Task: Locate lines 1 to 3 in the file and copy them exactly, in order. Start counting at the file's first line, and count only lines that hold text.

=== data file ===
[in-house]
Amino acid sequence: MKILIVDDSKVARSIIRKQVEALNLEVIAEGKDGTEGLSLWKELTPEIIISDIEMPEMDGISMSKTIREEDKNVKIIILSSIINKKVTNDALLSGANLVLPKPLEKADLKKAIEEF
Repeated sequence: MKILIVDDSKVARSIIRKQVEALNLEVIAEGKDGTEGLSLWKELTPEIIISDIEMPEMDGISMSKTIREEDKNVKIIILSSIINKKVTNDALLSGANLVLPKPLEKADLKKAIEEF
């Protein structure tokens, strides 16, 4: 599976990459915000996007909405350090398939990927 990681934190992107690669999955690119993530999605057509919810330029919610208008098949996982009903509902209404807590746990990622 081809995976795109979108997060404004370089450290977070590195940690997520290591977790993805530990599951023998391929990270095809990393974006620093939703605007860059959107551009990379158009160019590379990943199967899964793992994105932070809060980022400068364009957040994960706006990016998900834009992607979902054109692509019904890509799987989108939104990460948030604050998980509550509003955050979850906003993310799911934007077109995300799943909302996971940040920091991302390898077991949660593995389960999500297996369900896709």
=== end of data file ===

[in-house]
Amino acid sequence: MKILIVDDSKVARSIIRKQVEALNLEVIAEGKDGTEGLSLWKELTPEIIISDIEMPEMDGISMSKTIREEDKNVKIIILSSIINKKVTNDALLSGANLVLPKPLEKADLKKAIEEF
Repeated sequence: MKILIVDDSKVARSIIRKQVEALNLEVIAEGKDGTEGLSLWKELTPEIIISDIEMPEMDGISMSKTIREEDKNVKIIILSSIINKKVTNDALLSGANLVLPKPLEKADLKKAIEEF